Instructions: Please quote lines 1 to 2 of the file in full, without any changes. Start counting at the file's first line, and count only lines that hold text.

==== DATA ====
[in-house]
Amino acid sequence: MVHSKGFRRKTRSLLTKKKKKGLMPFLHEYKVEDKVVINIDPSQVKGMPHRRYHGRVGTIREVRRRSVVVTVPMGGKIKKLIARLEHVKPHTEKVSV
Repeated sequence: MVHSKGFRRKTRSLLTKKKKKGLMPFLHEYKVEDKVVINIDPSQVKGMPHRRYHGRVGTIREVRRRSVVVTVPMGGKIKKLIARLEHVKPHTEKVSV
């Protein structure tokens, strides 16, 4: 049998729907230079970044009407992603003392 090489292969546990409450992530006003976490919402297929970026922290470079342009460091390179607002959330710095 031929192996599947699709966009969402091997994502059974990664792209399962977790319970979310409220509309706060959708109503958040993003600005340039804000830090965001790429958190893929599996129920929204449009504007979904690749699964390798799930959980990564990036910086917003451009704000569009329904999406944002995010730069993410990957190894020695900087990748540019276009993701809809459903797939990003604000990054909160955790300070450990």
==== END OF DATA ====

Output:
[in-house]
Amino acid sequence: MVHSKGFRRKTRSLLTKKKKKGLMPFLHEYKVEDKVVINIDPSQVKGMPHRRYHGRVGTIREVRRRSVVVTVPMGGKIKKLIARLEHVKPHTEKVSV